It seems the most intriguing aspect of this private lunch was the fact that Dr Lowe veered away from tradition to attend. He decided to skip the customary public address following the first RBA board meeting of the year, a tradition that's been upheld since 2017.
Dr Lowe acknowledged on Wednesday that his decision to attend the private lunch with major bank bond traders was motivated by a concern that he may have been “talking too much”.
“A number of people have questioned why I did that rather than a public speech. In previous years, I have generally started the year with an address to the National Press Club and the three-hour hearing, the House Economics Committee, and I’ve done that in the first week of February. From my perspective that worked quite well, but I had feedback about that. One piece of feedback was “maybe you’re talking too much”. And it is possible to talk too much. So, I was being conscious of that,” Dr Lowe said.
“The other piece of feedback that I’d had was that to start the year it was better to address the questions of the parliament rather than the media … Some people suggested that the order should be reversed, it should be the parliament, whose questions I answer, rather that the 15 minutes of questions addressed at the National Press Club.”
Moreover, Dr Lowe said a change in scheduling meant he had a “gap in my diary”.
“Normally I would have addressed the House Economics Committee last Friday, but that got pushed back to this Friday. So, I listened to that feedback and I decided that this year, I would first address the questions asked of me by the parliament and that got pushed back a week, so there was a gap in my diary and I wanted to hear what people in the market had been saying about our recent decision, so I accepted an invitation to that lunch,” the governor said.
Addressing concerns about the timing of the RBA meeting and the release of the statement on monetary policy, Dr Lowe said he had thought that “it was manageable”.
As such, he conceded, the bank will no longer do “those types of lunches before the release of the statement”.
“There’s nothing untoward here, it’s appropriate. I can’t live in a bubble, I need to talk to people, I need to hear what financial markets say, and I like asking people question.”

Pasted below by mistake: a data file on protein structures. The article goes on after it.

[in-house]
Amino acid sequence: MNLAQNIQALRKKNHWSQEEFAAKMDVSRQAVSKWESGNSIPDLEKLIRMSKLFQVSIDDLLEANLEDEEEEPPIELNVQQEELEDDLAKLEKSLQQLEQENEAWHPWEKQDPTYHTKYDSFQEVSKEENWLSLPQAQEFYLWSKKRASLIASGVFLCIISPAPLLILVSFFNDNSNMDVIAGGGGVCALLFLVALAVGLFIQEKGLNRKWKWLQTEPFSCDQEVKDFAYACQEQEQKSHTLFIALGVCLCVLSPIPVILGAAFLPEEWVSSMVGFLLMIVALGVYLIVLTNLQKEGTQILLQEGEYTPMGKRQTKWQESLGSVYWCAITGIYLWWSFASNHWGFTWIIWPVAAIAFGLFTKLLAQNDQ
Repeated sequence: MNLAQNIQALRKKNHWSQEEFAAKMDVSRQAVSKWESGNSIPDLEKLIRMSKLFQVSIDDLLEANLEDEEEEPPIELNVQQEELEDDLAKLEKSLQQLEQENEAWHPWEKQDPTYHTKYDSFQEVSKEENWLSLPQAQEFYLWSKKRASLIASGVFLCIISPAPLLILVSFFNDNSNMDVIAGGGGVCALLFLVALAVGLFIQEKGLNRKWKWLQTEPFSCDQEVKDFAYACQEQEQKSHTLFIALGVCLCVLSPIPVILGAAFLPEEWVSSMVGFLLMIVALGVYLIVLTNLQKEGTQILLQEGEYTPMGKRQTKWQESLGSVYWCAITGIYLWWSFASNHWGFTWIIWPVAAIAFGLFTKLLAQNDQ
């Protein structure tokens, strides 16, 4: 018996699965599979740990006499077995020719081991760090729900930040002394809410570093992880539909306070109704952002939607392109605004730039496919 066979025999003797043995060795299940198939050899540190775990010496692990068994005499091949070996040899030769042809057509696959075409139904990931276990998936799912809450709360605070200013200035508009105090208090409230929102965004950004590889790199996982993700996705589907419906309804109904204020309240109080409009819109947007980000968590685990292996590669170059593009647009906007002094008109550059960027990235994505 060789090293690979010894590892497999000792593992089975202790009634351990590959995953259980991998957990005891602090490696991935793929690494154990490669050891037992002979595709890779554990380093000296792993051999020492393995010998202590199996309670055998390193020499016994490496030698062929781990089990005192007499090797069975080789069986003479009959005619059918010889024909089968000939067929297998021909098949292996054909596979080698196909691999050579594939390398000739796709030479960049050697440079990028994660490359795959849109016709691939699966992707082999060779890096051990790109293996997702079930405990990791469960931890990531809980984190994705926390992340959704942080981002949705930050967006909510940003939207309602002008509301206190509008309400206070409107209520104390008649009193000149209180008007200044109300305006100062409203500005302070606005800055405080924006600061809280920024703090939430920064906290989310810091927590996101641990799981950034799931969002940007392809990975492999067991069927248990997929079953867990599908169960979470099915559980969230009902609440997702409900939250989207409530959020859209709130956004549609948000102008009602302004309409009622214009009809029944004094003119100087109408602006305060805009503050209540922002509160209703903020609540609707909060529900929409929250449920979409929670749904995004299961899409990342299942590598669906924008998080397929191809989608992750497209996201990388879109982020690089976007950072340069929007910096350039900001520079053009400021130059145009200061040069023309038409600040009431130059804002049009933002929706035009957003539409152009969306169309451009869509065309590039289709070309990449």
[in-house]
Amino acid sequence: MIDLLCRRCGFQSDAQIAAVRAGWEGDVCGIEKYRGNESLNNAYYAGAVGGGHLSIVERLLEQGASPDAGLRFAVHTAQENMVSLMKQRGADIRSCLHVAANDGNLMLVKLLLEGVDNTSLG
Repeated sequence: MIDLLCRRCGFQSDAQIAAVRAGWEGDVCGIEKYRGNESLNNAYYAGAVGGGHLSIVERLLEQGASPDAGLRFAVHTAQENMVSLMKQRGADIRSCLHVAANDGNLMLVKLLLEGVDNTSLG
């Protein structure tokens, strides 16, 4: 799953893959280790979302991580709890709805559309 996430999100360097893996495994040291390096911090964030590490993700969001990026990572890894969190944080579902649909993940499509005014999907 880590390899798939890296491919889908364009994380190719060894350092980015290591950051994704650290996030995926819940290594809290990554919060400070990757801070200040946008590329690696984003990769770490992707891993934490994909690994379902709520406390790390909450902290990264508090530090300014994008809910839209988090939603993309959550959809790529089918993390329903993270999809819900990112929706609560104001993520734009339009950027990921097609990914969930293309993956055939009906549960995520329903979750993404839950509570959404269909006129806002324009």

On the matter of the questionable bond activity that coincided with the lunch, Dr Lowe said: "When I saw that I was concerned something untoward could have happened, but these are the facts as I know them and I want to share them with you".
"I arrived at the lunch at 12.30 pm, after the executive committee at the bank, and I had a brief discussion with the CEO and the chief economist of Barrenjoey about their business model and how things were going, and the competition they were bringing to the marketplace. And then, went into the room with maybe 15 or 20 guests, sat down and I started speaking probably around 12.50 pm after the CEO of Barrenjoey told the room about the things they were doing.
"The lunch finished at 2 pm. So we looked at the bond yields, they'd been rising earlier in the morning and then for an hour or two they had been flat and then they started rising at 12 pm. And then they rose fairly civilly between 12 and 2 pm. Exactly the same movements were happening in New Zealand, at the same time and over the couple of days the movements in Australian yields are almost exactly the same as the movement in US Treasury. So they're the facts as I know them."
Dr Lowe was, however, critical of the people who, he said, ran straight from the lunch to the press.
“If you’re meeting with me, you want to have the confidence that I won’t go to the press or tell other people what you’ve said, and I expect the same courtesy.”
Dr Lowe was also questioned by Senator Andrew Bragg about the potential impact of perceived “personal attacks” on him on the Reserve Bank’s independence. In response, Dr Lowe stated that he does not believe the independence of the bank is currently under threat.
“It’s not affecting our decision making let me assure you of that,” he said.
“There is no pressure from Treasurer Chalmers. It’s noisy, but raising interest rates is always unpopular, it affects the whole community, and the representatives of the community will sometimes want to talk about that but we keep doing our job.”
Maja's career in journalism spans well over a decade across finance, business and politics. Now an experienced editor and reporter across all elements of the financial services sector, prior to joining Momentum Media, Maja reported for several established news outlets in Southeast Europe, scrutinising key processes in post-conflict societies.